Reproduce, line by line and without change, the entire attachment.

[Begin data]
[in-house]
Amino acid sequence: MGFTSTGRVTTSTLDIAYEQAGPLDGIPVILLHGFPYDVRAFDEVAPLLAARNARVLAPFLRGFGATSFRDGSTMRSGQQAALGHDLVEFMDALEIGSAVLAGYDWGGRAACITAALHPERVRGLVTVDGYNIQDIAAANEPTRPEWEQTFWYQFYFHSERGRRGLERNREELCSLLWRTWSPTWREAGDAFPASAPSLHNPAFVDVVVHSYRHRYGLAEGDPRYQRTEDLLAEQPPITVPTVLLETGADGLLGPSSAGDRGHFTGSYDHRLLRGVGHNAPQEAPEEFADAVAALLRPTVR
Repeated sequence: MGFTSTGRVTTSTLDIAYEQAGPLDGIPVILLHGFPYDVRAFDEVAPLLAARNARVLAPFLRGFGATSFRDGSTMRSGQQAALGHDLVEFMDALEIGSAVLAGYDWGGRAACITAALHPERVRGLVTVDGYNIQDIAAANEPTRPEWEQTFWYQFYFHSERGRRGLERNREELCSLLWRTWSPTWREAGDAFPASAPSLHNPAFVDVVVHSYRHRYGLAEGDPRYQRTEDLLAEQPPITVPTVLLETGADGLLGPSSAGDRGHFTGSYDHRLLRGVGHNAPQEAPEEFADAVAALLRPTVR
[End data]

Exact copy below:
[in-house]
Amino acid sequence: MGFTSTGRVTTSTLDIAYEQAGPLDGIPVILLHGFPYDVRAFDEVAPLLAARNARVLAPFLRGFGATSFRDGSTMRSGQQAALGHDLVEFMDALEIGSAVLAGYDWGGRAACITAALHPERVRGLVTVDGYNIQDIAAANEPTRPEWEQTFWYQFYFHSERGRRGLERNREELCSLLWRTWSPTWREAGDAFPASAPSLHNPAFVDVVVHSYRHRYGLAEGDPRYQRTEDLLAEQPPITVPTVLLETGADGLLGPSSAGDRGHFTGSYDHRLLRGVGHNAPQEAPEEFADAVAALLRPTVR
Repeated sequence: MGFTSTGRVTTSTLDIAYEQAGPLDGIPVILLHGFPYDVRAFDEVAPLLAARNARVLAPFLRGFGATSFRDGSTMRSGQQAALGHDLVEFMDALEIGSAVLAGYDWGGRAACITAALHPERVRGLVTVDGYNIQDIAAANEPTRPEWEQTFWYQFYFHSERGRRGLERNREELCSLLWRTWSPTWREAGDAFPASAPSLHNPAFVDVVVHSYRHRYGLAEGDPRYQRTEDLLAEQPPITVPTVLLETGADGLLGPSSAGDRGHFTGSYDHRLLRGVGHNAPQEAPEEFADAVAALLRPTVR